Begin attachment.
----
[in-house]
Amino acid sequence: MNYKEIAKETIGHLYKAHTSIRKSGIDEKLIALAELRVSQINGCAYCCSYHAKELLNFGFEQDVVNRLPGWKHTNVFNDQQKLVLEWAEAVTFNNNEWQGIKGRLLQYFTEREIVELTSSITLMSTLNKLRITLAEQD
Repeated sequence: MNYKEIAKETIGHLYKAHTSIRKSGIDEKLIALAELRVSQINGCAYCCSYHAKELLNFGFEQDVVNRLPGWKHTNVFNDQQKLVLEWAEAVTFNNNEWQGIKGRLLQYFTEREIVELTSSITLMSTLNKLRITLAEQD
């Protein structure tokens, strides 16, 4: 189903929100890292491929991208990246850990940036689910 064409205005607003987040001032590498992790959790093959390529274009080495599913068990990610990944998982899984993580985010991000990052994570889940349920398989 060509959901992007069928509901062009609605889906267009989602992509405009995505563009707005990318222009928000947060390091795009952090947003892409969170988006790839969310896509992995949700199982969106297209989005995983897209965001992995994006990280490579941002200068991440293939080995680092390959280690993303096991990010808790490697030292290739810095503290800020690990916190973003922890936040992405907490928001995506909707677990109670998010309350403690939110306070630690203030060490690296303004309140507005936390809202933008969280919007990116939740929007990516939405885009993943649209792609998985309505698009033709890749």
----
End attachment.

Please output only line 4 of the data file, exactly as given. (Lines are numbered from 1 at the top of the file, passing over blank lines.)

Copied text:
């Protein structure tokens, strides 16, 4: 189903929100890292491929991208990246850990940036689910 064409205005607003987040001032590498992790959790093959390529274009080495599913068990990610990944998982899984993580985010991000990052994570889940349920398989 060509959901992007069928509901062009609605889906267009989602992509405009995505563009707005990318222009928000947060390091795009952090947003892409969170988006790839969310896509992995949700199982969106297209989005995983897209965001992995994006990280490579941002200068991440293939080995680092390959280690993303096991990010808790490697030292290739810095503290800020690990916190973003922890936040992405907490928001995506909707677990109670998010309350403690939110306070630690203030060490690296303004309140507005936390809202933008969280919007990116939740929007990516939405885009993943649209792609998985309505698009033709890749």